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Four Reasons Why you shouldn't hold your racket up always
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Four Reasons Why you shouldn't hold your racket up always

In badminton coaching, coaches often say "hold your racket up!" This means they want players to hold their racket high. But is this always the best advice? Let's look closer at why this might not be the right thing to do all the time.

Why "Hold Your Racket Up" Isn't Always Right

Many players think raising their racket straight up next to their ear is the best way to follow this advice. But this can actually cause problems. It makes your arm tense, which means you can't move as easily or hit the shuttle with power. Plus, if your opponent hits the shuttle low, you have to bring your arm down a lot, which wastes time and makes you hit the shuttle later. Instead, keeping your racket in a relaxed, slightly bent position in front of you allows for quicker reactions and smoother movements.

Learning from the Pros: Changing Racket Positioning

 Even though coaches often say "hold your racket up," professional players often keep their racket lower, especially during rallies and at the net. They do this because it helps them stay relaxed and ready to move fast. This way, they can hide gaps in their court coverage from their opponents and make stronger, more intimidating shots. Pros only lift their racket up just before they hit the shuttle, showing that timing is important in racket positioning. This shows that there's no one-size-fits-all approach, and players should adjust based on their own strengths and style.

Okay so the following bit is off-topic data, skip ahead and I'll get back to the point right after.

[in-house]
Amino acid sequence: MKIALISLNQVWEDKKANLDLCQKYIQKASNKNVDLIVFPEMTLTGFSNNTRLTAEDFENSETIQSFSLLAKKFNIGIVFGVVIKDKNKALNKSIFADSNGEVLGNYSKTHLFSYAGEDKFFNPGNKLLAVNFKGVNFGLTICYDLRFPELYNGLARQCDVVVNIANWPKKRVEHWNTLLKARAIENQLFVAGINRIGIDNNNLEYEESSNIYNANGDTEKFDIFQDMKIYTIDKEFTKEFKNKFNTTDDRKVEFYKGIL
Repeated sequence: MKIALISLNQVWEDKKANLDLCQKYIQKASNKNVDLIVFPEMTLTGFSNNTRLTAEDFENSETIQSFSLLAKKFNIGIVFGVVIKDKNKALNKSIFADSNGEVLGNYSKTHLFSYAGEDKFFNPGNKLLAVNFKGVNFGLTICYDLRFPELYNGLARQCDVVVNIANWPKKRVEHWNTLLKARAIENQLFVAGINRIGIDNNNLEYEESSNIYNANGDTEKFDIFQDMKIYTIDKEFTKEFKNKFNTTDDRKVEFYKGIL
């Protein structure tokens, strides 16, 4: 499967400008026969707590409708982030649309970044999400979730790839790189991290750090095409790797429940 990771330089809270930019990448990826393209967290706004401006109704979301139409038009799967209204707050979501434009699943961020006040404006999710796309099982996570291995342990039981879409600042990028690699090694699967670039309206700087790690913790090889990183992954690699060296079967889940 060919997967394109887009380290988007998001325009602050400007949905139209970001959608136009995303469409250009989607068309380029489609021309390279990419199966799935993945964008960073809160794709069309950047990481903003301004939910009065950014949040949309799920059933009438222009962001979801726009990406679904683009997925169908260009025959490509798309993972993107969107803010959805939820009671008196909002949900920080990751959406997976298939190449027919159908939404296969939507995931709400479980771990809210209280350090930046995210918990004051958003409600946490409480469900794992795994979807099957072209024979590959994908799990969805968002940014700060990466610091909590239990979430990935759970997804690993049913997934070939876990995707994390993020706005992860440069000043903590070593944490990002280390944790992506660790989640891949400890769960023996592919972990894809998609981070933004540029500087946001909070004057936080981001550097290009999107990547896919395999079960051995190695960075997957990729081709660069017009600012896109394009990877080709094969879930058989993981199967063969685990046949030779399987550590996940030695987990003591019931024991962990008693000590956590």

When should you hold your Racket Up?

Knowing when to keep your racket up depends on many things, like how fast you can react, where you are on the court, and what your opponent is doing. For example, if you expect a shot above net height, it's good to have your elbow slightly out in a relaxed position. At the net or mid-court, keeping your arm in a comfortable position lets you move quickly. But in the rear court, holding your racket too high can make it hard to prepare for overhead shots. Each player is different, so it's important for coaches to consider each player's unique strengths and adjust their advice accordingly.

Recognizing Everyone's Strengths

Coaches need to remember that not every player is the same. Some players might need to keep their racket up more often because they're shorter, while taller players might want to keep it lower to generate more power. By understanding each player's strengths and style, coaches can give better advice that helps players improve and perform their best.

In summary, while "hold your racket up" is common advice in badminton coaching, it's not always the best approach. By considering individual needs, learning from professionals, and adjusting advice accordingly, players can improve their game and be more adaptable on the court.

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